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What is ultrafiltration?

Ultrafiltration is supposed to remove excess fluid from the body using special devices in patients who have significant fluid retention, despite the maximum doses of standard diuretics. In general, ultrafiltration is similar to glomerular filtration, a specific function of the kidneys, and is the main form of renal replacement therapy used to remove fluid with minimal solute clearance.

This method was first used to treat severe pulmonary edema in the 1950s, which later led to the development of a modified dialysis сircuit in the 1970s.

Although modified methods of continuous renal replacement therapy and conventional hemodialysis systems can be used to treat fluid overload, newer methods use isolated ultrafiltration systems. These insulated systems consist of a compact portable machine; a disposable filter; and a specialized сircuit of vascular access tubes and catheters.


What is necessary for the procedure?

For ultrafiltration, a catheter with a Y-shaped double lumen, a roller pump and a filter inserted into the venous-venous extracorporeal circuit are used. The roller pump creates a negative pressure that circulates blood in the extracorporeal circuit from the vein to the filter, and then back to the patient.



The filter is made of highly permeable membranes that allow separating water and low-molecular-weight (<50,000 Daltons) solutes from the blood. Excess fluid and molecules are sent to the collection bag, and fluid, blood cells, proteins, and other larger molecules that cannot pass through the membrane are returned to the patient. Since the specialized circuit does not produce any forces or pressures other than the transmembrane pressure gradient, sodium can pass freely through the fibrous membrane, allowing equalizing concentrations on each side. The concentration of sodium in the liquid deposited in the collection bag remains isotonic with respect to the blood returned to the patient.

Thus, the resulting ultrafiltrate has the same composition as blood plasma water (without proteins and shaped blood elements) and, in fact, is isoosmotic with blood. At the same time, oncotic pressure increases in the blood, which leads to the movement of fluid from the extravascular to the intravascular Department. Due to this movement, the development of systemic hypotension during the procedure is prevented.


How long does the procedure last?

Based on the patient’s condition, the doctor decides how quickly and how much fluid should be removed, and the procedure is performed continuously (day and night) until the specified amount of fluid is removed (or up to 72 hours). The overall effect of ultrafiltration is to quickly and safely remove large volumes of liquid in a short period of time. Removing excess fluid will not only improve the overall condition of patients with heart failure, but also improve their quality of life.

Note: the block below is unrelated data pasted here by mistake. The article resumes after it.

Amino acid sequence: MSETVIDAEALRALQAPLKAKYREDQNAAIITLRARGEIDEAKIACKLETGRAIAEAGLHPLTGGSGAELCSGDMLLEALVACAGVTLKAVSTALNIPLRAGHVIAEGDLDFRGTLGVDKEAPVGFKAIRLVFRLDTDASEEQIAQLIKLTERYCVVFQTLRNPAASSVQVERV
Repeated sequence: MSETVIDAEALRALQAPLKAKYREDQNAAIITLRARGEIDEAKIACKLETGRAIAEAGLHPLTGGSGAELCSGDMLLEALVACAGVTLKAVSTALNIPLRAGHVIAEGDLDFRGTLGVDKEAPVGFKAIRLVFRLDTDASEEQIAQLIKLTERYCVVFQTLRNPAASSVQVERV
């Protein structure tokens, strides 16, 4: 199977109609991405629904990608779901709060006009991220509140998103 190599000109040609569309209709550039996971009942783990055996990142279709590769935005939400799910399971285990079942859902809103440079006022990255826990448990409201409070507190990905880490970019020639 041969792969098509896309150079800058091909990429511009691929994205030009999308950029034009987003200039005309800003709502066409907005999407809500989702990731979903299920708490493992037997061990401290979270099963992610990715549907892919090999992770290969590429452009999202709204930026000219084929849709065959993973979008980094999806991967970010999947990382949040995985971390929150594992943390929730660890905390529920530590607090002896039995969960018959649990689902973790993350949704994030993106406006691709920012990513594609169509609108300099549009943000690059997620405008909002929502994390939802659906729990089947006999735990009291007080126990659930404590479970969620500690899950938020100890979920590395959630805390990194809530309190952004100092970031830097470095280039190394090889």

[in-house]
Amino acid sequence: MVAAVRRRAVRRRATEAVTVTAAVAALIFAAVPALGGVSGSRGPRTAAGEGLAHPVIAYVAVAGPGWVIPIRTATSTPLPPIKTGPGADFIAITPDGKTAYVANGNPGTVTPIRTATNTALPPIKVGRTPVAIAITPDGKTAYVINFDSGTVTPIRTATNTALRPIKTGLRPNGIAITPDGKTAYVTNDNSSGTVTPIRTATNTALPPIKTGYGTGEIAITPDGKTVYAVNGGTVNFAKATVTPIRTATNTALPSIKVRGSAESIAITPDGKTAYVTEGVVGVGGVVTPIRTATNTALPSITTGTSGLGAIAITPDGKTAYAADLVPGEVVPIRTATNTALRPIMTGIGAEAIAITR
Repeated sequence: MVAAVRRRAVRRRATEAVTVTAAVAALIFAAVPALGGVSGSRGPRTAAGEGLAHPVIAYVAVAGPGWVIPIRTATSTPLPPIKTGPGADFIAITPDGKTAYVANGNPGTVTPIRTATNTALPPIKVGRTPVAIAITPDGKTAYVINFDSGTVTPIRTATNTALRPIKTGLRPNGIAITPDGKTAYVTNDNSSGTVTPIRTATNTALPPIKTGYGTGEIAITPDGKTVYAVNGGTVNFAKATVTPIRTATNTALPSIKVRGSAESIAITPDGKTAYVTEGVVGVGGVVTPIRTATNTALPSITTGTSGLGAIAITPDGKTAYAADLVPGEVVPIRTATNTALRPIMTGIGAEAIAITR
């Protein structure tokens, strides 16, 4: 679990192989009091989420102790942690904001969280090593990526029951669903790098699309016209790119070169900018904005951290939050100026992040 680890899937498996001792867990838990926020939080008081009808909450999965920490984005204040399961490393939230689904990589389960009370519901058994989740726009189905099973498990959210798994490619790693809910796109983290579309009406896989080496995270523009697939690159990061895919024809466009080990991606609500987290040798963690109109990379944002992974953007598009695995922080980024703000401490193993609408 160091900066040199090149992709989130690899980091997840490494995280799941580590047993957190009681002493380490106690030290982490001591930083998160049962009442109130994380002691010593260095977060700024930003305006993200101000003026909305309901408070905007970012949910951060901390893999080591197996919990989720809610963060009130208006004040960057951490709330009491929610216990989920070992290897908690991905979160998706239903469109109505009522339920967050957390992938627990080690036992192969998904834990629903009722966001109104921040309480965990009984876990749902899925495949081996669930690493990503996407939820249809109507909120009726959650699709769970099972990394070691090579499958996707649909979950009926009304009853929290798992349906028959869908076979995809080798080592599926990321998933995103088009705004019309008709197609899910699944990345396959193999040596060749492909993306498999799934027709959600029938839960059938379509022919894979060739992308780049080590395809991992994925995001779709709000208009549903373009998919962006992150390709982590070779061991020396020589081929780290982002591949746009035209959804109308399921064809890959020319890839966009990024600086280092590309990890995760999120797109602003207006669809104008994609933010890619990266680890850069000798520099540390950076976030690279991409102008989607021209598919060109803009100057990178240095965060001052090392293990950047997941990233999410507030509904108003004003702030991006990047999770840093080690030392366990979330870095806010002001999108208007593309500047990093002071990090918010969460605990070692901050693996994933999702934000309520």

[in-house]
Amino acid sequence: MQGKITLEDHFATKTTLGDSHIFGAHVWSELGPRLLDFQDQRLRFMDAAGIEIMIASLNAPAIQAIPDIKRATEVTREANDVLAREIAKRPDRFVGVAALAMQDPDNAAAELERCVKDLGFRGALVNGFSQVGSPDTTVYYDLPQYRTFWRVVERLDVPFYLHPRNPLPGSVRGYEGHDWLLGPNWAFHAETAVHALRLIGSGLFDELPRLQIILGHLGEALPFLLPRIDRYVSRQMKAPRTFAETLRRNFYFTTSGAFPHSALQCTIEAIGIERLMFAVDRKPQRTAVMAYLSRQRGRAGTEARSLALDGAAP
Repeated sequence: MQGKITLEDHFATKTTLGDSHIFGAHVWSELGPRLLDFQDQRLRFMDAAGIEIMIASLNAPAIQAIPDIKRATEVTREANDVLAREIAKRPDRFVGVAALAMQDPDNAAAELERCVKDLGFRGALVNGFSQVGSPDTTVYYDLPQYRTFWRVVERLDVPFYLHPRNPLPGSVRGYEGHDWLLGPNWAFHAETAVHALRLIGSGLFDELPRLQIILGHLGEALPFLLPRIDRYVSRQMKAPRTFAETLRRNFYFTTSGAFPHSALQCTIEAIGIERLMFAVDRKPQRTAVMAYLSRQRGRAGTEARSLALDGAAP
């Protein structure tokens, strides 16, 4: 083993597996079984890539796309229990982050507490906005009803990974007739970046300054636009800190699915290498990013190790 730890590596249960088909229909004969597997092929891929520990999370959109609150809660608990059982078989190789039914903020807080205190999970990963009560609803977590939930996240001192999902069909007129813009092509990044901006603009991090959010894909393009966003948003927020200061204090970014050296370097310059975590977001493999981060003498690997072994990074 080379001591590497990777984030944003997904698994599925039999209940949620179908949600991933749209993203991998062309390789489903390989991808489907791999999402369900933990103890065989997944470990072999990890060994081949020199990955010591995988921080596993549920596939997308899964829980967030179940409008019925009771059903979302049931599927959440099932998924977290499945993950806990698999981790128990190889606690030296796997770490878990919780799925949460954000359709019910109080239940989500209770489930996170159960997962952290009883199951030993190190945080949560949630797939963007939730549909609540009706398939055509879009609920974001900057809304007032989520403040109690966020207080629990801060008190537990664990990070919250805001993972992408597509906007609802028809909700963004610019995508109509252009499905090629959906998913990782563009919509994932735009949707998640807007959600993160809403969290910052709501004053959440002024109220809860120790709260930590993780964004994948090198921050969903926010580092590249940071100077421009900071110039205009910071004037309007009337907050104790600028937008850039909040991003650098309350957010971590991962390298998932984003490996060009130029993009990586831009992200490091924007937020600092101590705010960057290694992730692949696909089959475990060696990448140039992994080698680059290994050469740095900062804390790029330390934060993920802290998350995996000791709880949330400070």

The ultrafiltration machine is programmed to remove the exact amount of excess fluid at the exact rate determined by the doctor. The liquid is removed at a maximum volume of 500 ml / hour for a period that usually varies from 8 to 24 hours. All parameters are determined by carefully evaluating the patient’s clinical condition and overall therapy goals.


How do patients feel during the procedure?

Patients may sometimes experience discomfort in the area where the venous catheter is located. Bruising may also occur in the area where the catheter is placed within a few days of its removal. Some patients may experience a cold sensation during the ultrafiltration procedure.


Do patients continue to take their usual medications during the procedure?

In general, during the procedure, doctors decide which medications to take, but patients are given diuretics. Their administration begins again after the procedure is completed, often with a lower dose. Patients who use insulin or inhalers should have them with them for the duration of the procedure.


Vascular access

Initiation of ultrafiltration requires setting up vascular access, which is usually inserted by placing a special double-lumen dialysis catheter in the internal jugular, femoral, or subclavian vein. In adults, the design and position of the catheter should be sufficient to maintain a blood flow rate of 200 to 300 mL / min. Cannulation of the right internal jugular vein is usually better than that of the left, given the more direct passage from the right side to the right atrium. Subclavian cannulation is usually performed less frequently due to the higher risk of complications and the risk of subsequent venous stenosis. In general, KDIGO’s clinical guidelines for acute kidney injury recommend using the right internal jugular vein as the best location for catheterization.


What are the advantages of ultrafiltration?


What are the limitations of ultrafiltration?

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